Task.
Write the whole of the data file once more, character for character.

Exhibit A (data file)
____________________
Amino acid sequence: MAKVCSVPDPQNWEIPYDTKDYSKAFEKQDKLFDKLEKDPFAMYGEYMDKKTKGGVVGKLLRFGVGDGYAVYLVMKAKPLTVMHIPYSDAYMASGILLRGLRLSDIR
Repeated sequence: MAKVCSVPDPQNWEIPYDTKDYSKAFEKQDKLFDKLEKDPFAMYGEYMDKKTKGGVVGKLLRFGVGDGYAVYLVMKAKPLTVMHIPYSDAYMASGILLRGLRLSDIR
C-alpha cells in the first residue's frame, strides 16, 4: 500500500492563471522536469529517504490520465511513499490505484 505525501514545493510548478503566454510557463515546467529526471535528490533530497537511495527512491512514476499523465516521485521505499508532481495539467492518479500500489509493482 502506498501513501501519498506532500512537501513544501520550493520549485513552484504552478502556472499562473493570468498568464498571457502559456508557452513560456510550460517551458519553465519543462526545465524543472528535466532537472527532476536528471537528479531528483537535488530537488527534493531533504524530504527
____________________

Amino acid sequence: MAKVCSVPDPQNWEIPYDTKDYSKAFEKQDKLFDKLEKDPFAMYGEYMDKKTKGGVVGKLLRFGVGDGYAVYLVMKAKPLTVMHIPYSDAYMASGILLRGLRLSDIR
Repeated sequence: MAKVCSVPDPQNWEIPYDTKDYSKAFEKQDKLFDKLEKDPFAMYGEYMDKKTKGGVVGKLLRFGVGDGYAVYLVMKAKPLTVMHIPYSDAYMASGILLRGLRLSDIR
C-alpha cells in the first residue's frame, strides 16, 4: 500500500492563471522536469529517504490520465511513499490505484 505525501514545493510548478503566454510557463515546467529526471535528490533530497537511495527512491512514476499523465516521485521505499508532481495539467492518479500500489509493482 502506498501513501501519498506532500512537501513544501520550493520549485513552484504552478502556472499562473493570468498568464498571457502559456508557452513560456510550460517551458519553465519543462526545465524543472528535466532537472527532476536528471537528479531528483537535488530537488527534493531533504524530504527